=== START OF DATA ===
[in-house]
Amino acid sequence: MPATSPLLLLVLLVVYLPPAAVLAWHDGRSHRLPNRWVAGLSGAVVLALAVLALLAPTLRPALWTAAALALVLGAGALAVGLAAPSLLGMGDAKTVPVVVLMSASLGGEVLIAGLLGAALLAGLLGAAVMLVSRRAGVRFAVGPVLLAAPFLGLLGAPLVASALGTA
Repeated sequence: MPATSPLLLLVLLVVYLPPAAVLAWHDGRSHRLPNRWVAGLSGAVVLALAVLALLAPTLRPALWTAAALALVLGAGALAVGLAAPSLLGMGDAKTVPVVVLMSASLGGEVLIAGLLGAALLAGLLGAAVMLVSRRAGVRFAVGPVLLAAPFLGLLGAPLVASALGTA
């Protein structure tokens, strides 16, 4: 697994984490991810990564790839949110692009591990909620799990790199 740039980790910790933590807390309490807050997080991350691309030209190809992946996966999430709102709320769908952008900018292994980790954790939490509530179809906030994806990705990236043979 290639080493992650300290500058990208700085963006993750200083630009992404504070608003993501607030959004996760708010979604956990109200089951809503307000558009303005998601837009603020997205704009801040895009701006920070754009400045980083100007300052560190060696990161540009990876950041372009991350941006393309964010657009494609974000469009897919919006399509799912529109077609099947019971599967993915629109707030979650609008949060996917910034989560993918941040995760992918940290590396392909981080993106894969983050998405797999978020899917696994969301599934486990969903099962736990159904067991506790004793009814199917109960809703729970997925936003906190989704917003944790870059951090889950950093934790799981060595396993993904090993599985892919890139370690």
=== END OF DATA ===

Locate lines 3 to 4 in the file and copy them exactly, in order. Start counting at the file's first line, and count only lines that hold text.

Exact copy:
Repeated sequence: MPATSPLLLLVLLVVYLPPAAVLAWHDGRSHRLPNRWVAGLSGAVVLALAVLALLAPTLRPALWTAAALALVLGAGALAVGLAAPSLLGMGDAKTVPVVVLMSASLGGEVLIAGLLGAALLAGLLGAAVMLVSRRAGVRFAVGPVLLAAPFLGLLGAPLVASALGTA
């Protein structure tokens, strides 16, 4: 697994984490991810990564790839949110692009591990909620799990790199 740039980790910790933590807390309490807050997080991350691309030209190809992946996966999430709102709320769908952008900018292994980790954790939490509530179809906030994806990705990236043979 290639080493992650300290500058990208700085963006993750200083630009992404504070608003993501607030959004996760708010979604956990109200089951809503307000558009303005998601837009603020997205704009801040895009701006920070754009400045980083100007300052560190060696990161540009990876950041372009991350941006393309964010657009494609974000469009897919919006399509799912529109077609099947019971599967993915629109707030979650609008949060996917910034989560993918941040995760992918940290590396392909981080993106894969983050998405797999978020899917696994969301599934486990969903099962736990159904067991506790004793009814199917109960809703729970997925936003906190989704917003944790870059951090889950950093934790799981060595396993993904090993599985892919890139370690």